cubswin wrote:kenson wrote:Desert Fox wrote:kenson wrote:That's funny.. could have sworn the LSAT doesn't have a math or science section. In other words, ACT =/= intelligence test, rather aptitude test for a broad liberal arts education.
Neither is the LSAT. It's a rough guess. I was just making sure he wasn't retarded. I can't figure out how intelligent people get more than 10 questions wrong on the LSAT.
Credited. Someone scoring exponentially low on the ACT may indicate he/she doesn't have any kind of aptitute for tests/scholar work in general, just like high scores indicate a higher rate of success on things like the lsat. That being said, I don't think average sat/act scores are damning of your chances to score high on the lsat.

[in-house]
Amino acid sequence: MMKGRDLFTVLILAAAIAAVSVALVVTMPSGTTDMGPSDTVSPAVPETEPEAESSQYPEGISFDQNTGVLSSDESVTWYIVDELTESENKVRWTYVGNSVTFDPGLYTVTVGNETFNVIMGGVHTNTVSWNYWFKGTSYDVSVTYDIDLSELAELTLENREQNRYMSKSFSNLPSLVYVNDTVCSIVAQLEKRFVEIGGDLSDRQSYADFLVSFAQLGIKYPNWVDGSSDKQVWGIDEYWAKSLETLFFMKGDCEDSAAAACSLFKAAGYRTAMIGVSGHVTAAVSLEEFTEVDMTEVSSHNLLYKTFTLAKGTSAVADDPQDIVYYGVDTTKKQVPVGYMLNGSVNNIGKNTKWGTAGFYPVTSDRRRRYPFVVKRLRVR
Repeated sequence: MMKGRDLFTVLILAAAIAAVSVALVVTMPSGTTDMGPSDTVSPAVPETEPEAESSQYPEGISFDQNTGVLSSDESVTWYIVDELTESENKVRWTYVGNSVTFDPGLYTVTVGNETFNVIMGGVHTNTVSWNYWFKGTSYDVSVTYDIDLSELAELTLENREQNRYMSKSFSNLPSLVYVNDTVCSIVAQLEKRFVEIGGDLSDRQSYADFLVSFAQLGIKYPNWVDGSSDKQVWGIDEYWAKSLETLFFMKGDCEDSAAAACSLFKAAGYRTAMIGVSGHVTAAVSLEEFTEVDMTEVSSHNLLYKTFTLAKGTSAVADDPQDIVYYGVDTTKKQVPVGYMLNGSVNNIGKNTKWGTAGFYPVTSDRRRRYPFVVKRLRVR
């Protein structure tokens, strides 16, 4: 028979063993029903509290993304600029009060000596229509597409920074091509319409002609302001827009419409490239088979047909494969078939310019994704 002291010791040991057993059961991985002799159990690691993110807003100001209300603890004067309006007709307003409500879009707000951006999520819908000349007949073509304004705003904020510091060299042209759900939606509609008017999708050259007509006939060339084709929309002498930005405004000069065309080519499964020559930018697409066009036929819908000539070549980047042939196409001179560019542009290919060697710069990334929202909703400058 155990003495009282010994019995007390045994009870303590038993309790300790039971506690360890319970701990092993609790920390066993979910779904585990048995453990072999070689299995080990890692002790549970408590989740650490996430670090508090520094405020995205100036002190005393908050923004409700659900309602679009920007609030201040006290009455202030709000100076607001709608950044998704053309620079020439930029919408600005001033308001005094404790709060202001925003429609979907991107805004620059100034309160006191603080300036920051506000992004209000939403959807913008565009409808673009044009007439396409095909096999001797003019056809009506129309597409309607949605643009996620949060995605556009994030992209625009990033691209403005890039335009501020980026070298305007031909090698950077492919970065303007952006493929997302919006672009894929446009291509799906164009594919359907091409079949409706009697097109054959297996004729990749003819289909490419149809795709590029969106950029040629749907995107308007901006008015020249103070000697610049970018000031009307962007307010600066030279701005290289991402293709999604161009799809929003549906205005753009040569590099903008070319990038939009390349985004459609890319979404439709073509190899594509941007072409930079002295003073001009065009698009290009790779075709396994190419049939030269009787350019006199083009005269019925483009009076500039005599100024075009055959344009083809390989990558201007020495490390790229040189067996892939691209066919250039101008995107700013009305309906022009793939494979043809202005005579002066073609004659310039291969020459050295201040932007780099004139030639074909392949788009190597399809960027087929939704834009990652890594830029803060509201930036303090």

An average ACT score is around a 20. I would wager very that few people who scored a 20 on the ACT go on to score over a 170 on the LSAT. Are there any stats on this?
I think I may have misconstrued myself. The original number that was thrown around was an ACT of 32. This is a very high score relative to the general population (I think I scored like a 28 or something). Although neither a 28 or 32 is good enough to easily get into an undergrad ivy [impossible in my case, highly unlikely in his], a person scoring either of these scores could potentially get a high enough lsat score to get into those same aforementioned schools for law school, provided they study hard enough and have a well rounded logical/reading background.